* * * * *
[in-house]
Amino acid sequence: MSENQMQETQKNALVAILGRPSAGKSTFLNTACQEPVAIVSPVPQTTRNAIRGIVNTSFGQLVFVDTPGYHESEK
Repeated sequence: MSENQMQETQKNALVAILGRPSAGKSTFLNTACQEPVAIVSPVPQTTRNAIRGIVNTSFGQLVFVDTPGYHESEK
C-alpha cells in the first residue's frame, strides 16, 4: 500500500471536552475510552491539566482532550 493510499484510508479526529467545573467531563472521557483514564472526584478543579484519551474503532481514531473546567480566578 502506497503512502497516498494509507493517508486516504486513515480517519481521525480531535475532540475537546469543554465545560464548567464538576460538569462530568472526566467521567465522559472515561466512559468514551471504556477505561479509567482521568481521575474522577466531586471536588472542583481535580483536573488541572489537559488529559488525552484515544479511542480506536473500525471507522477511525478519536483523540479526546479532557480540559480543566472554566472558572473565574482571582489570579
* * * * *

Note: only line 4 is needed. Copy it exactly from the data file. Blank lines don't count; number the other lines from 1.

C-alpha cells in the first residue's frame, strides 16, 4: 500500500471536552475510552491539566482532550 493510499484510508479526529467545573467531563472521557483514564472526584478543579484519551474503532481514531473546567480566578 502506497503512502497516498494509507493517508486516504486513515480517519481521525480531535475532540475537546469543554465545560464548567464538576460538569462530568472526566467521567465522559472515561466512559468514551471504556477505561479509567482521568481521575474522577466531586471536588472542583481535580483536573488541572489537559488529559488525552484515544479511542480506536473500525471507522477511525478519536483523540479526546479532557480540559480543566472554566472558572473565574482571582489570579